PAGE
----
The black pool of Israeli water politics

Climate & Natural resources04 Nov 2013Anne de Jong

The success of Israel’s innovative water technology is distracting attention from its restrictions on Palestinian access to water.

Israel has made the desert bloom. Despite being located in a particularly dry part of the world and suffering from years of disappointing rainfall, it has managed to create a thriving oasis through the use of innovative technology, creative thinking and sheer hard work. Israel’s experts are honoured guests at international water conferences and only recently the country was awarded the prestigious Stockholm Industry Water Award for 2013. According to the jury, ‘[Israel] contributes directly and concretely to more water – and a better world’.

Behind this success story, however, lies a quagmire of continued dispossession, man-made humanitarian crisis and structural racial discrimination that Israel desperately tries to hide and that the international community seems happy to ignore. A short glance at Israel’s clear water policies quickly exposes a black pool of power politics.

First, the Israeli Water Authority provides a clear map of its national water system (see map in pdf). This map, which uses different colours for the various basins and does not distinguish the Occupied Palestinian Territories, obscures the fact that a large part of the Mountain Aquifer (Yarkon Taninim in Hebrew) lies beneath the West Bank and Gaza and thus under occupied land.1 Through unequal distribution, restrictions on access and violations of equitable utilization, as will be explained below, Israel is therefore operating in direct breach of international humanitarian and human rights law.2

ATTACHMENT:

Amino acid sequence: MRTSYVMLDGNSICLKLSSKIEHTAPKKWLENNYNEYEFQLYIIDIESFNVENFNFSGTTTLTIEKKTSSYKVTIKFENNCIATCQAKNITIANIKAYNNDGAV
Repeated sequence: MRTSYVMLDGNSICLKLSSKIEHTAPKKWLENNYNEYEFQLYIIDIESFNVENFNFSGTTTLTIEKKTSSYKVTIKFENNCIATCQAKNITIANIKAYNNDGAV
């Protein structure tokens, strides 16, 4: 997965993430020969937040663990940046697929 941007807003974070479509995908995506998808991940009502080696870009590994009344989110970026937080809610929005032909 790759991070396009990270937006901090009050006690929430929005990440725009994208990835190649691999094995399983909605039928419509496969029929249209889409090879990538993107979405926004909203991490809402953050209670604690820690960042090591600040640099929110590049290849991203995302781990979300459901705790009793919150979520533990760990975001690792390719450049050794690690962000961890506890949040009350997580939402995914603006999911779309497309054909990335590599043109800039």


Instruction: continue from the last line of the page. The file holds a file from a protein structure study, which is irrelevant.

Second, only providing statistics about water use for Israel and Israelis hides the unequal distribution of the Mountain Aquifer’s groundwater resources. Of the aquifer’s potential 679 million cubic metres per year (MCM/y), 483 MCM/y is allocated to Israelis and only 118 MCM/y to Palestinians. While Israelis consequently enjoy 300 litres per capita per day (lpcd), Palestinians have to make do with an average of 73 lpcd, which falls short of the WHO recommended minimum of 100 lcpd.

Third, stating distribution by nationality (Israeli, Palestinian) rather than by geographic location (north, south, Galilee, West Bank, etc.)distracts attention from the racial underpinnings of Israel’s allocation of freshwater resources. Validated charts from internationally acclaimed institutions like the UN Office for the Coordination of Humanitarian Affairs (OCHA) provide a more detailed and discriminatory picture. Israeli settlements in the West Bank, which are illegal under international law, are hooked up to Israel’s water systems while Palestinians in that same area are not. In fact, these illegal settlements use a staggering six times more water than the entire 2.7 million Palestinian population of the West Bank. In addition, according to OCHA, the Israeli authorities ‘deny Palestinians permits for installing, upgrading or protecting their water sources to provide sufficient quantities, whilst simultaneously continuing to drill deeper and more efficient wells for their own use’.